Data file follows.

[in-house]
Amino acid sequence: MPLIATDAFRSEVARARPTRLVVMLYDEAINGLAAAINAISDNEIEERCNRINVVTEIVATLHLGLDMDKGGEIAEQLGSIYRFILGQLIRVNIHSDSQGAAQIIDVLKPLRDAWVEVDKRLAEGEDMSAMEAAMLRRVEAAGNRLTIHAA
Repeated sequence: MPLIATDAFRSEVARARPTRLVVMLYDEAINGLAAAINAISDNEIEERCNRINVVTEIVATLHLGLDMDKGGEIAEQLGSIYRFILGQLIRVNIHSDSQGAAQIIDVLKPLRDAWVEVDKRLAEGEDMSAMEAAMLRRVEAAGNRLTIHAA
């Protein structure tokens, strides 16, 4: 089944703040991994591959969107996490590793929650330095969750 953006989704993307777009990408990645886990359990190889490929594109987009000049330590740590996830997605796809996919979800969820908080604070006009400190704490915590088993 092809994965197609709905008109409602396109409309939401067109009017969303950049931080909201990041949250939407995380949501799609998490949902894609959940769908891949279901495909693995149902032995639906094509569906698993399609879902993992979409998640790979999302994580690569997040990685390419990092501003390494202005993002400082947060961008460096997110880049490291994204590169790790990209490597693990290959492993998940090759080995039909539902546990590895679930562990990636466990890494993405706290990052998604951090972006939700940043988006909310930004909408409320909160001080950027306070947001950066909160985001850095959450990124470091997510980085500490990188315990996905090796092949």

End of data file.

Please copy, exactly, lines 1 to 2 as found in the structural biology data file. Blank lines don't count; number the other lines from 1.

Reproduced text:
[in-house]
Amino acid sequence: MPLIATDAFRSEVARARPTRLVVMLYDEAINGLAAAINAISDNEIEERCNRINVVTEIVATLHLGLDMDKGGEIAEQLGSIYRFILGQLIRVNIHSDSQGAAQIIDVLKPLRDAWVEVDKRLAEGEDMSAMEAAMLRRVEAAGNRLTIHAA